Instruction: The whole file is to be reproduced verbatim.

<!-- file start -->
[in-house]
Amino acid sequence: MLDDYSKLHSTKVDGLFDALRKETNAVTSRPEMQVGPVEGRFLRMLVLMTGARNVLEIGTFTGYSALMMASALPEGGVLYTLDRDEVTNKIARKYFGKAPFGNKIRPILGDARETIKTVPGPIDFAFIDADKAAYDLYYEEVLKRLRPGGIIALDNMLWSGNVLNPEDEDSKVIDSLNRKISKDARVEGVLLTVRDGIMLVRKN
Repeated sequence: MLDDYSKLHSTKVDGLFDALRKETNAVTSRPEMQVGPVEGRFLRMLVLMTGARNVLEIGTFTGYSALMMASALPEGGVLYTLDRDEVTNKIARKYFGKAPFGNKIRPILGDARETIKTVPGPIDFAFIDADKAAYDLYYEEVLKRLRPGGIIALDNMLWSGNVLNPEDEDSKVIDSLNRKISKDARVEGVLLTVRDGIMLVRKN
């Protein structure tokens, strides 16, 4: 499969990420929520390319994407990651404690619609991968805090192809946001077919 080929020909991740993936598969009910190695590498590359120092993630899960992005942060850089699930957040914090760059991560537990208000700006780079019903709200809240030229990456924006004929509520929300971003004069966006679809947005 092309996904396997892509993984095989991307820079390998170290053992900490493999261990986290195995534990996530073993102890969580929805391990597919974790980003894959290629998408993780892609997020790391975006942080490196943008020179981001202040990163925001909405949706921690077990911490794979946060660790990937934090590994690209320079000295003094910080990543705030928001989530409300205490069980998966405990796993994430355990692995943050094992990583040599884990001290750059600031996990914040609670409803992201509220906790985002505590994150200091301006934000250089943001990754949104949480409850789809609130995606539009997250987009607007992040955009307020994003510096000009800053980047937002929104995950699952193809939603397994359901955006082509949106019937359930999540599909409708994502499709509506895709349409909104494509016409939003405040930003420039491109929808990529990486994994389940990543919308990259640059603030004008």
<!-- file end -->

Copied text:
[in-house]
Amino acid sequence: MLDDYSKLHSTKVDGLFDALRKETNAVTSRPEMQVGPVEGRFLRMLVLMTGARNVLEIGTFTGYSALMMASALPEGGVLYTLDRDEVTNKIARKYFGKAPFGNKIRPILGDARETIKTVPGPIDFAFIDADKAAYDLYYEEVLKRLRPGGIIALDNMLWSGNVLNPEDEDSKVIDSLNRKISKDARVEGVLLTVRDGIMLVRKN
Repeated sequence: MLDDYSKLHSTKVDGLFDALRKETNAVTSRPEMQVGPVEGRFLRMLVLMTGARNVLEIGTFTGYSALMMASALPEGGVLYTLDRDEVTNKIARKYFGKAPFGNKIRPILGDARETIKTVPGPIDFAFIDADKAAYDLYYEEVLKRLRPGGIIALDNMLWSGNVLNPEDEDSKVIDSLNRKISKDARVEGVLLTVRDGIMLVRKN
């Protein structure tokens, strides 16, 4: 499969990420929520390319994407990651404690619609991968805090192809946001077919 080929020909991740993936598969009910190695590498590359120092993630899960992005942060850089699930957040914090760059991560537990208000700006780079019903709200809240030229990456924006004929509520929300971003004069966006679809947005 092309996904396997892509993984095989991307820079390998170290053992900490493999261990986290195995534990996530073993102890969580929805391990597919974790980003894959290629998408993780892609997020790391975006942080490196943008020179981001202040990163925001909405949706921690077990911490794979946060660790990937934090590994690209320079000295003094910080990543705030928001989530409300205490069980998966405990796993994430355990692995943050094992990583040599884990001290750059600031996990914040609670409803992201509220906790985002505590994150200091301006934000250089943001990754949104949480409850789809609130995606539009997250987009607007992040955009307020994003510096000009800053980047937002929104995950699952193809939603397994359901955006082509949106019937359930999540599909409708994502499709509506895709349409909104494509016409939003405040930003420039491109929808990529990486994994389940990543919308990259640059603030004008």